Aviation is big business, however, and competition for worldwide markets is cut-throat. Airbus in particular, Boeing’s main competitor from Europe, has been chipping away at Boeing’s market share for decades. The Airbus 320 family in the 1980s pioneered the use of digital fly-by-wire flight control systems, as well as side-stick controls, in commercial aircraft, which was now becoming increasingly computerised.
Since then, Airbus has followed a more incremental strategy of evolving their existing designs and putting new, more efficient engines on their existing aircraft. Launched in December 2010, Airbus’s A320neo and subsequent A321neo have been a great commercial success and took Boeing by surprise. This forced Boeing’s hand and it had to put new engines on the 737 to stay even with its rival.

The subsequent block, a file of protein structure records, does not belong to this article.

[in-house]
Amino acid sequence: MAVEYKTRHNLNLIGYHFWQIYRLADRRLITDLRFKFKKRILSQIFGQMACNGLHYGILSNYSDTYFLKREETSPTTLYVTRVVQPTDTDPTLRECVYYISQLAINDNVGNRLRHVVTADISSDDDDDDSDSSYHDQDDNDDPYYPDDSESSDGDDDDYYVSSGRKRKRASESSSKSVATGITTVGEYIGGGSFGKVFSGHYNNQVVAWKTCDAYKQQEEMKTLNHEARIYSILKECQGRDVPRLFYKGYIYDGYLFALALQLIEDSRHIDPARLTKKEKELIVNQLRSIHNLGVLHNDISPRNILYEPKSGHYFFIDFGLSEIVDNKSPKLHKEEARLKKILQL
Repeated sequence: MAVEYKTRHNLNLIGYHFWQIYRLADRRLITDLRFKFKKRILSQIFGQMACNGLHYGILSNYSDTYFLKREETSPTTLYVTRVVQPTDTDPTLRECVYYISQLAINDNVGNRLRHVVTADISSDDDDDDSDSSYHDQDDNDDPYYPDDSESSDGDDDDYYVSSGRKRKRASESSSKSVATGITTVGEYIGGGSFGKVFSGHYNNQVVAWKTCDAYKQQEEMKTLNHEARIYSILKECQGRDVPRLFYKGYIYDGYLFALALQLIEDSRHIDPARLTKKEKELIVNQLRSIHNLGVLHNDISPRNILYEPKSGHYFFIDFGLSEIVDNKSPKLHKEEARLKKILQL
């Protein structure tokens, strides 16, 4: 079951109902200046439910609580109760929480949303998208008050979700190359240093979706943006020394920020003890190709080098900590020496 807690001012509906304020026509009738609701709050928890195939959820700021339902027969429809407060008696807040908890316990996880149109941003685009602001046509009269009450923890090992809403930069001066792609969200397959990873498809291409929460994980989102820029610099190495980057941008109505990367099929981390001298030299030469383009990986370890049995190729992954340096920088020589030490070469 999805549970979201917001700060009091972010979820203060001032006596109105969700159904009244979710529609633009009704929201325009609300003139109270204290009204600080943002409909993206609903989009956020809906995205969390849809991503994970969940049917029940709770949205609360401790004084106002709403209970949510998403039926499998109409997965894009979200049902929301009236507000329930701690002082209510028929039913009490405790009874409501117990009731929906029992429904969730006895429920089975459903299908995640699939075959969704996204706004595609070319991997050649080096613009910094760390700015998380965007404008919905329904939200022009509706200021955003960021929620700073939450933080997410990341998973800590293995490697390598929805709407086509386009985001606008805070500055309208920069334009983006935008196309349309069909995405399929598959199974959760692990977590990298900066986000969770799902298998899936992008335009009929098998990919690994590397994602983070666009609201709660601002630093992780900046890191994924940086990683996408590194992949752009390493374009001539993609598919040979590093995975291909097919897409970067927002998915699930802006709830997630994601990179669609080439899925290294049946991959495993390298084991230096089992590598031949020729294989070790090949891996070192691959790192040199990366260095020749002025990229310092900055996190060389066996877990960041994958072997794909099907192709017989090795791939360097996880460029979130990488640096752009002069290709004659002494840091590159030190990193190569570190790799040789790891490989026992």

As the previously linked article explains:
“An all-new jet meant leaving the past behind, along with its established infrastructure. With a lower-cost alternative in the A320neo not hamstrung by having to pay for a fresh $15 billion development, a new Boeing jet risked giving Airbus dominant market share. In the wake of a record oil run-up in 2008, airlines wanted fuel efficiency at a current-technology price.
“The 737 Max was Boeing’s ticket to holding the line on its position – both market and financial – in the near term. Abandoning the 737 would’ve meant walking away from its golden goose that helped finance the astronomical costs of the 787 and the development of the 777X.